What Are Dental Crowns?
Dental crowns are restorative dental fixtures that fortify teeth that have become weak or have sustained extensive damage.
Types Of Dental Crowns
Dental crowns are similar in the way that they work and, in general, the way that they look. Most people choose crowns that are made from materials that look like natural teeth. Common options include:
- Composite resin
- Porcelain fused to metal
Gold crowns also continue to be an option, typically for posterior tooth repair. Each type of crown has a particular strength which could relate to how long it will last. During our consultation for crown treatment, we describe the various options and are happy to provide detailed information about the benefits of each type.
How Do Crowns Work?
Crowns, also called caps, are durable structures that are made to look like a tooth. They are affixed over the entire visible portion of a damaged tooth to act as a buffer to the force of biting and chewing. By absorbing this force for the tooth, the crown protects the underlying structure from further damage.
Why Is A Dental Crown Needed?
There are a few reasons why a person may need a dental crown. Most often, crowns are used for restorative purposes rather than cosmetic improvement, though both are possible. Restoratively, a crown may be used to:
- Hold a cracked tooth together.
- Replace a missing tooth via a bridge or dental implant.
- Support a tooth after root canal therapy.
- Stabilize a tooth in which an old filling has failed.
“The staff at Hiebert Smith Dental Group really make you feel a part of the “family”. They care about you as a whole person and especially want to make your experience at the dentist comfortable. They listen to your concerns and come up with plans to make your smile the best!”
What Are The Benefits Of Dental Crowns?
Dental crowns are beneficial because they protect teeth from additional damage. The crowns that are made today are lifelike so they do not detract from the appearance of the smile. Treatment is convenient, conducted over two office visits, after which patients can quickly resume normal activities and dietary habits.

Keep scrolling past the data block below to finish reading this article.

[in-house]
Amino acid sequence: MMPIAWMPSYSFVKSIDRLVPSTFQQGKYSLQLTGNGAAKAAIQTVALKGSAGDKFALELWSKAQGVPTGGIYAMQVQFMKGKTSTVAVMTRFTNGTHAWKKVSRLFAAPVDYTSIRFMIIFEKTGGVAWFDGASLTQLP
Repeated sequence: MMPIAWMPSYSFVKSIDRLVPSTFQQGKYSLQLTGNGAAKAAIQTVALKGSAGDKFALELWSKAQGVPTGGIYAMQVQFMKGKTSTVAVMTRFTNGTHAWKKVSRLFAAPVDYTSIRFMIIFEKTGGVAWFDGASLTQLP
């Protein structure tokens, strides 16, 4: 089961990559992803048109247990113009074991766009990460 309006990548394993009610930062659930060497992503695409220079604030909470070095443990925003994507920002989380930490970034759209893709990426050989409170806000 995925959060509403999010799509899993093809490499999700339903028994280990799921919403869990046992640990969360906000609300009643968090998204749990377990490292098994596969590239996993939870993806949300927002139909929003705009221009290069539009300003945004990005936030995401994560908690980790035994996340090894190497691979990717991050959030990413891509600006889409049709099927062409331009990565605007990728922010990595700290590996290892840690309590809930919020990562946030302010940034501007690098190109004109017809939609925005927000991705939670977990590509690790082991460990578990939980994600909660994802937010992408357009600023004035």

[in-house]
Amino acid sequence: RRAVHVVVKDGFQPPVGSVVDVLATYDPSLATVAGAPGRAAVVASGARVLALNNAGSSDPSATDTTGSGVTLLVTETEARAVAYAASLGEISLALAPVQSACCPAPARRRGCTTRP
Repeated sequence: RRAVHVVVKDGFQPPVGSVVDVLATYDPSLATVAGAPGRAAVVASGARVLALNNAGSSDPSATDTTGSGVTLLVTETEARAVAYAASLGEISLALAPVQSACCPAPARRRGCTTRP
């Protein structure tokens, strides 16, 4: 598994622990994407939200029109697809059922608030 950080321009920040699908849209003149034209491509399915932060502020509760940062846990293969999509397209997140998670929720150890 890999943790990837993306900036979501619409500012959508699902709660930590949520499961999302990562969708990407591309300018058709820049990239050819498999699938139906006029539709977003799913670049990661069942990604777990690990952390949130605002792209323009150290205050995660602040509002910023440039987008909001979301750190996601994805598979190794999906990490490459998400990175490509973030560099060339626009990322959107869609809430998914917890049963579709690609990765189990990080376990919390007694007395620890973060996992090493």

How Dental Crowns Are Made
Dental crowns are made in a dental lab using the impressions taken in our office. This impression includes not only the damaged tooth but also the teeth next to it and those that are opposite of it (the teeth that will come together during chewing). From this impression, the lab technician creates a model of what the crown will look like, including its size and general shape that will fit against the opposing tooth. This model is a type of cast that will receive a liquid-form of porcelain or softened metal that can then be shaped into the final crown.
The Dental Crown Procedure
Steps to crown treatment include:
- A local anesthetic is administered to numb the treatment area.
- A tiny drill is used to remove damaged enamel. This instrument also reduces the tooth slightly so the crown can fit securely over it.
- An impression is made of the tooth. This guides the creation of the new crown by providing the general shape of the tooth needing repair as well as its opposing tooth.
- A temporary crown is affixed using dental cement. This enables chewing while we wait for the final crown to be returned.
- Treatment is finalized by removing the temporary crown, cleaning all cement debris from around the tooth, and evaluating the fit of the final crown. Adjustments may be made to assure a good fit against the opposing tooth. The crown is bonded to the tooth for long-term stability. This final step in the treatment process may not require local anesthetic because no drilling takes place.
We Make Dental Crowns As Comfortable As Possible
It is important for us to make treatment as comfortable as possible for each of our patients. When a dental crown is needed, we administer a local anesthetic before we begin the procedure. Overall, the preparation conducted for a dental crown is very similar to that of cavity repair. During the procedure, patients may feel pressure on the jaw as damaged tooth material is removed with the dental drill.
Caring For Your New Dental Crown
Dental crowns only cover the hard-tissue of a tooth. The margins of the crown sit along the gum line around the tooth. For this reason, it is necessary to brush and floss carefully around teeth that have dental crowns. Good oral hygiene around crowns inhibits gum recession. Maintaining secure margins decreases the risk of bacteria entering the root area through weak gums. We also help our patients care for their crowns by thoroughly evaluating them during routine dental checkups and examining the gum tissue around the crowned tooth.
How Long Do Crowns Last?
Dental crowns can last from 5 years to over 15 years depending on the material selected and on the general way in which oral health is managed. Longevity is a detail we are happy to discuss during your consultation for crown treatment.